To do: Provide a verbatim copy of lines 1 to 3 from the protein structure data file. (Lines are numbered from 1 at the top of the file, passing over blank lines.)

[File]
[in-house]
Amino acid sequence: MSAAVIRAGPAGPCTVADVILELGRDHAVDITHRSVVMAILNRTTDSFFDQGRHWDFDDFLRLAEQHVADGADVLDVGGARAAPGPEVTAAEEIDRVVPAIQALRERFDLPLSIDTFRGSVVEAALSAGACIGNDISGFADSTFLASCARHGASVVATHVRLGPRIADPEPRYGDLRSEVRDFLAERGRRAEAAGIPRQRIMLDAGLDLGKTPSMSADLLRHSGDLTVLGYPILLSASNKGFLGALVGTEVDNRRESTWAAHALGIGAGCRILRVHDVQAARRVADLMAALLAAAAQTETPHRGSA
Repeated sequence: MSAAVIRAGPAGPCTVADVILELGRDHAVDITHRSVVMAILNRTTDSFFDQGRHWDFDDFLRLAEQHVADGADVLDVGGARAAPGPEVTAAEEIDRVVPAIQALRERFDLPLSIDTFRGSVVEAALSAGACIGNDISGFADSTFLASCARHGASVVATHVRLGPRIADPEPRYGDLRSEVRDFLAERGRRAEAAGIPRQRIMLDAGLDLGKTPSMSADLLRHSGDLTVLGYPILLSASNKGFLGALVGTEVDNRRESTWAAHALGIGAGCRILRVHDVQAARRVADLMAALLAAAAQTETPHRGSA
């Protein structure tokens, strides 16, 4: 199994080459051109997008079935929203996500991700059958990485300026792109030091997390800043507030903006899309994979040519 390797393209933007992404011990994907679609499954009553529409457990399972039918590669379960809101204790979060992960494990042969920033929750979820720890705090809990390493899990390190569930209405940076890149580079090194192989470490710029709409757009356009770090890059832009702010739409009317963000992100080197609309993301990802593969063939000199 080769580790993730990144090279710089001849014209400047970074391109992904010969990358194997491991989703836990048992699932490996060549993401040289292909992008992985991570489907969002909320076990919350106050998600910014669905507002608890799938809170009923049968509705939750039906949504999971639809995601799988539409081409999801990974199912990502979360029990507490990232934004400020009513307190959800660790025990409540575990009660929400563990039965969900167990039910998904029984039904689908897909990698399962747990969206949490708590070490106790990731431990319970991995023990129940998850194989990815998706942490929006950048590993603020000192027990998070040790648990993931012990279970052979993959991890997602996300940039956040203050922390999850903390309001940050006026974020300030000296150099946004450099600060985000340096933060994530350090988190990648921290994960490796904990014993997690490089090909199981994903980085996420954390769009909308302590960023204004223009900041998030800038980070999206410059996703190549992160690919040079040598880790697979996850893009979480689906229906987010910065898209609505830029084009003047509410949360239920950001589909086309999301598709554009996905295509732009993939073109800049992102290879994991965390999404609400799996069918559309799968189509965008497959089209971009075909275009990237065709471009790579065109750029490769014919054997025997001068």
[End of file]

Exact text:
[in-house]
Amino acid sequence: MSAAVIRAGPAGPCTVADVILELGRDHAVDITHRSVVMAILNRTTDSFFDQGRHWDFDDFLRLAEQHVADGADVLDVGGARAAPGPEVTAAEEIDRVVPAIQALRERFDLPLSIDTFRGSVVEAALSAGACIGNDISGFADSTFLASCARHGASVVATHVRLGPRIADPEPRYGDLRSEVRDFLAERGRRAEAAGIPRQRIMLDAGLDLGKTPSMSADLLRHSGDLTVLGYPILLSASNKGFLGALVGTEVDNRRESTWAAHALGIGAGCRILRVHDVQAARRVADLMAALLAAAAQTETPHRGSA
Repeated sequence: MSAAVIRAGPAGPCTVADVILELGRDHAVDITHRSVVMAILNRTTDSFFDQGRHWDFDDFLRLAEQHVADGADVLDVGGARAAPGPEVTAAEEIDRVVPAIQALRERFDLPLSIDTFRGSVVEAALSAGACIGNDISGFADSTFLASCARHGASVVATHVRLGPRIADPEPRYGDLRSEVRDFLAERGRRAEAAGIPRQRIMLDAGLDLGKTPSMSADLLRHSGDLTVLGYPILLSASNKGFLGALVGTEVDNRRESTWAAHALGIGAGCRILRVHDVQAARRVADLMAALLAAAAQTETPHRGSA